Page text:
Managing Heart Disease Risk Over a Lifetime
Why we need a longer term approach to cholesterol treatment
(Read time 5 min)
February is heart month, and as we draw it to a close it seems to be a natural time to reflect on heart disease- the leading cause of death in the United States. Heart disease claims its victims more often than all forms of cancer combined, more often than infections, lung disease, kidney failure etc. This is true for both women and men, and for virtually every racial or ethnic group. In fact, for the first time in more than half a century, deaths due to heart disease are increasing in the United States- after having essentially plateaued for the last decade. Statistically speaking, heart disease will be the likeliest cause of death for everyone reading this article. However, there is good news because this challenge also presents a great opportunity to make a meaningful impact on the lifespan and quality of life of a vast number of people.
Our understanding of the ways in which heart disease develops and progresses has never been greater, and we can leverage this understanding to drastically reduce the odds that any of us succumbs to this disease. The single biggest factor contributing to the development of heart disease in a causal way is cholesterol. Causality is key here- this means that cholesterol is required for the development of coronary artery disease. This concept is critical, because if we can properly manage our cholesterol we can substantially reduce, if not eliminate, the risk of heart disease in our lifetime.
But what does it mean to “properly manage” cholesterol? It all boils down to lifetime exposure. Thought of in this way there are 2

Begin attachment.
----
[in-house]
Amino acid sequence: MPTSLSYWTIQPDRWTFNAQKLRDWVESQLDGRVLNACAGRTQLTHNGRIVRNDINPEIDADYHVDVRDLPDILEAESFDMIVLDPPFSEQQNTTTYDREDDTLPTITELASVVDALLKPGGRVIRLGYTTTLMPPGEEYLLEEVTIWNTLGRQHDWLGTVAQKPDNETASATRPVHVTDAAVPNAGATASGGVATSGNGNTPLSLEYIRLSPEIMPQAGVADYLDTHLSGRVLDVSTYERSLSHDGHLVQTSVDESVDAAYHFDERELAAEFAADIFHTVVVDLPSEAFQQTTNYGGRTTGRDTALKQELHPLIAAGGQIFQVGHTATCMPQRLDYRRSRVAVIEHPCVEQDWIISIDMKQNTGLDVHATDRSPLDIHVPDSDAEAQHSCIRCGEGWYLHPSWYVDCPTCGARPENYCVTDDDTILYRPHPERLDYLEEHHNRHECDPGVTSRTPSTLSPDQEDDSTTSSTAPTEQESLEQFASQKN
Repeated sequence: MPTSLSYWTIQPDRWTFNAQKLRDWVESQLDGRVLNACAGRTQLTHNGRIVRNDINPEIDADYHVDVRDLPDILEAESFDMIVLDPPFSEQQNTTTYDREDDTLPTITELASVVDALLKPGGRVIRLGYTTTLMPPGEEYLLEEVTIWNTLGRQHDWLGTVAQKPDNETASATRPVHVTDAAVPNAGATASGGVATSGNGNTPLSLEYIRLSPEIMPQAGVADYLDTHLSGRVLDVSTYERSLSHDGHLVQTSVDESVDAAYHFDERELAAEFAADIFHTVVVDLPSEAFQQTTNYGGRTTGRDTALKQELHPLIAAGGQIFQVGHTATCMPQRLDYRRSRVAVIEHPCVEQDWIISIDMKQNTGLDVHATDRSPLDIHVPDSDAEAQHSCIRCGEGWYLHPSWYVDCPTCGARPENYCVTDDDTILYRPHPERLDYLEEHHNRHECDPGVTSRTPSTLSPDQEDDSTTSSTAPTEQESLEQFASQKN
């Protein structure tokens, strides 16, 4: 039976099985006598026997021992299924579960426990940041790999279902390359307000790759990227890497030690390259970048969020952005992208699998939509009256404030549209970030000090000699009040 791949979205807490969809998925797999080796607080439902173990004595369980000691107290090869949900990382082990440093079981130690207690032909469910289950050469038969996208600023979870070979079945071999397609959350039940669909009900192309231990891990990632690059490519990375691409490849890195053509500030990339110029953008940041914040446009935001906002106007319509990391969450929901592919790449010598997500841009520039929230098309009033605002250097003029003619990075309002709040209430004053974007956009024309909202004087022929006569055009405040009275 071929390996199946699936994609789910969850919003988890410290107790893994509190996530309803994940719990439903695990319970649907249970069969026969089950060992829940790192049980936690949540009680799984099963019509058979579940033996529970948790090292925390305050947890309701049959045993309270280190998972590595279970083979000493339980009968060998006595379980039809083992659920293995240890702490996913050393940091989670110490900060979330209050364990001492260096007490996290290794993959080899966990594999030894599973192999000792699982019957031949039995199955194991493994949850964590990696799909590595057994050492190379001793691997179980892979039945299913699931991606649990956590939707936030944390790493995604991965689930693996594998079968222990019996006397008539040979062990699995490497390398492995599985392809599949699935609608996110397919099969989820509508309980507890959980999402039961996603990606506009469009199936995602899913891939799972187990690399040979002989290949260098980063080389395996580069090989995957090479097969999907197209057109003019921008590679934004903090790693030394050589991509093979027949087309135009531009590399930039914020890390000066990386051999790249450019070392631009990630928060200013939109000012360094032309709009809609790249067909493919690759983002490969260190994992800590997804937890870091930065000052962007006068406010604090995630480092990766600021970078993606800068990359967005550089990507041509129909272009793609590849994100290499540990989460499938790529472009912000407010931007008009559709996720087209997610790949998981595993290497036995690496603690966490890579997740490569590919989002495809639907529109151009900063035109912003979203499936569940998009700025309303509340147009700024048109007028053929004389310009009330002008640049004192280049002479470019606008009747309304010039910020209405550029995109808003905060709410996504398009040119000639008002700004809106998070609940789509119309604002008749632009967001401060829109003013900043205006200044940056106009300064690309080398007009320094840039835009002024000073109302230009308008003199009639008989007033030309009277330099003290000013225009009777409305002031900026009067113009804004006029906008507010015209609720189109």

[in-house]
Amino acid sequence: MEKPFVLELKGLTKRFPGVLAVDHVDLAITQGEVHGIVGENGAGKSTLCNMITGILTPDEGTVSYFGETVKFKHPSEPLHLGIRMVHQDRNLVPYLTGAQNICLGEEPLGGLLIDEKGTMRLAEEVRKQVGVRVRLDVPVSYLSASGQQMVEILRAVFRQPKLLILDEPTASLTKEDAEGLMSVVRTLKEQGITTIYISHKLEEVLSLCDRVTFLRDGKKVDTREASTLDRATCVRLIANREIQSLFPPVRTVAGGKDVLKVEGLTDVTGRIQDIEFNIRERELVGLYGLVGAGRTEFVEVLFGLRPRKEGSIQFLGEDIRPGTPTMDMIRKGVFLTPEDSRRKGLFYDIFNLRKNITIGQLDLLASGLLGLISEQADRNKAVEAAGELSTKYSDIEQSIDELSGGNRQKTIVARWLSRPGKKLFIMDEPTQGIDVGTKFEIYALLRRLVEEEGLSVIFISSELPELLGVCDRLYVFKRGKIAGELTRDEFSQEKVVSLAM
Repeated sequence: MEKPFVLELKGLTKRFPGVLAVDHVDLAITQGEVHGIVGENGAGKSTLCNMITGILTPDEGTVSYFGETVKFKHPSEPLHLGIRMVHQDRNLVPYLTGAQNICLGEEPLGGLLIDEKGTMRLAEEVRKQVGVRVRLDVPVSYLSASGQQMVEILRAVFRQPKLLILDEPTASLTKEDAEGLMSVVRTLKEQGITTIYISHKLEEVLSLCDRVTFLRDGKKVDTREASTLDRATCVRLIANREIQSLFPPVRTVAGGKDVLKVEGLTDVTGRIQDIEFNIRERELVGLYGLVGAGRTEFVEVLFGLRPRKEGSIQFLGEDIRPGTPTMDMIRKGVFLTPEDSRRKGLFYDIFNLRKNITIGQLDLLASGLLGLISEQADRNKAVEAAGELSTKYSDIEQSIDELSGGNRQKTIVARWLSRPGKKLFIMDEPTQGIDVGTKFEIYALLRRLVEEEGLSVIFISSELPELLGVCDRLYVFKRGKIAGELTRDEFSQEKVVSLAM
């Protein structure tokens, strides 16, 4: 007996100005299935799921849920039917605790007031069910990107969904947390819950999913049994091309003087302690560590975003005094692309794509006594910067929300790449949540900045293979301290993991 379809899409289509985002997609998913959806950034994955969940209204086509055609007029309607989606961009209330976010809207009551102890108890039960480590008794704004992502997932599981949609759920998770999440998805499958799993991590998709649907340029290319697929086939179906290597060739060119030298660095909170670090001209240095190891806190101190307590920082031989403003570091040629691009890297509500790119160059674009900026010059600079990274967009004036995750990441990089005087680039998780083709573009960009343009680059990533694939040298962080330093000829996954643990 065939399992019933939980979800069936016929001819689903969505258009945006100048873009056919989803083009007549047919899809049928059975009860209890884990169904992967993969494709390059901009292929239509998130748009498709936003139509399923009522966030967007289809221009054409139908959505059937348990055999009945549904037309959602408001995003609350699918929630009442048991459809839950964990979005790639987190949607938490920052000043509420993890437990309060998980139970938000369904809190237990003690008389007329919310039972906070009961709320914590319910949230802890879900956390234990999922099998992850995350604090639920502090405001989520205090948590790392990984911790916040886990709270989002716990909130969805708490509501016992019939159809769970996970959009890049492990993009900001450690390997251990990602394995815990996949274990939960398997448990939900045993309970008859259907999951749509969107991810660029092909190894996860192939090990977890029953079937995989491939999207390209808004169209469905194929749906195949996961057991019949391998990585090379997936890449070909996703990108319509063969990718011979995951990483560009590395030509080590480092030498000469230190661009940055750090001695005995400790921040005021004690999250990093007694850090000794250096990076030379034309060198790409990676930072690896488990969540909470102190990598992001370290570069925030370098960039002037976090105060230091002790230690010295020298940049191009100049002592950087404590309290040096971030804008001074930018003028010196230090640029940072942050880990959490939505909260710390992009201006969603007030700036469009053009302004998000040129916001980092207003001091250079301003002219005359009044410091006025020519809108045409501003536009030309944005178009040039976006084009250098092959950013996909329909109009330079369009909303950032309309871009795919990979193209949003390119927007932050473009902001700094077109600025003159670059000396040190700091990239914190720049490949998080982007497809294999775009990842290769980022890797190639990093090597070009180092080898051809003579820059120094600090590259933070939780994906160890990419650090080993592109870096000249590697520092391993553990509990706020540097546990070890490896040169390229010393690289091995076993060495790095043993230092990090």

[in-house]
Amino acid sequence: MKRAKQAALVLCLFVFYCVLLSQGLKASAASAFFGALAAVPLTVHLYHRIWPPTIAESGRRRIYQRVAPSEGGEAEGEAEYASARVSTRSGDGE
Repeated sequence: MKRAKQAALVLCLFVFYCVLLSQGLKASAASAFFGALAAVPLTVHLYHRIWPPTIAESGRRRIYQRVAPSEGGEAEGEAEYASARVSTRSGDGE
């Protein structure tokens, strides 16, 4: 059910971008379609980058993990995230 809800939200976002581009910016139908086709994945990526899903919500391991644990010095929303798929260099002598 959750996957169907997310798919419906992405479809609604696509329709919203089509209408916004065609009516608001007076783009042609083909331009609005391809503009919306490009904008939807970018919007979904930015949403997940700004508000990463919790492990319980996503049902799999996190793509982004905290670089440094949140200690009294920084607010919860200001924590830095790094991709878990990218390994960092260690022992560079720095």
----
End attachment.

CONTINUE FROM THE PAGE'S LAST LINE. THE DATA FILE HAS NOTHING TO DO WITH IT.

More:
factors- how high your cholesterol is, and how long you are exposed to those levels. Moderately lowering cholesterol earlier in life can be huge because the timeframe is long. In this way heart disease is very similar to saving for retirement. In both examples, for most of our adult lives we are building toward a future event. Imagine if you cut your monthly retirement savings by a third. It could significantly delay reaching your eventual retirement. If you made this cut early in your career, the effect would be enormous. However, if you waited until your last few years of employment the effect may not be as large because you would have accumulated a lot of growth from your earlier savings. Although the moment of
having a heart attack is significantly less desirable than the moment of retirement, the principle is the same- lifelong accumulation toward an event. If you reduce your cholesterol levels earlier (before there is a problem) the timeframe before heart disease develops is significantly longer- and we may never accumulate enough exposure to cause disease. If we wait until later (which is the current norm in the US) we’ve already accumulated significant exposure, and the window of time in which we have to act is much shorter. Of course, this doesn’t mean that all hope is lost, but the earlier you make a change the better.
Despite mind-blowing advancements in the treatment of heart disease, we are no longer making
much headway in preventing deaths. Progress forward will require a pivot to a new paradigm, one where prevention rather than reaction is the norm. Luckily, we live in an era where there are many preventive tools in the toolbox, both pharmaceutical and non-pharmaceutical. When deployed effectively and in a personalized, timely way, these tools can markedly lower our odds of developing heart disease in our lifetime. So, although the rise of deaths due to heart disease is alarming, there is so much we can do to reduce our risks.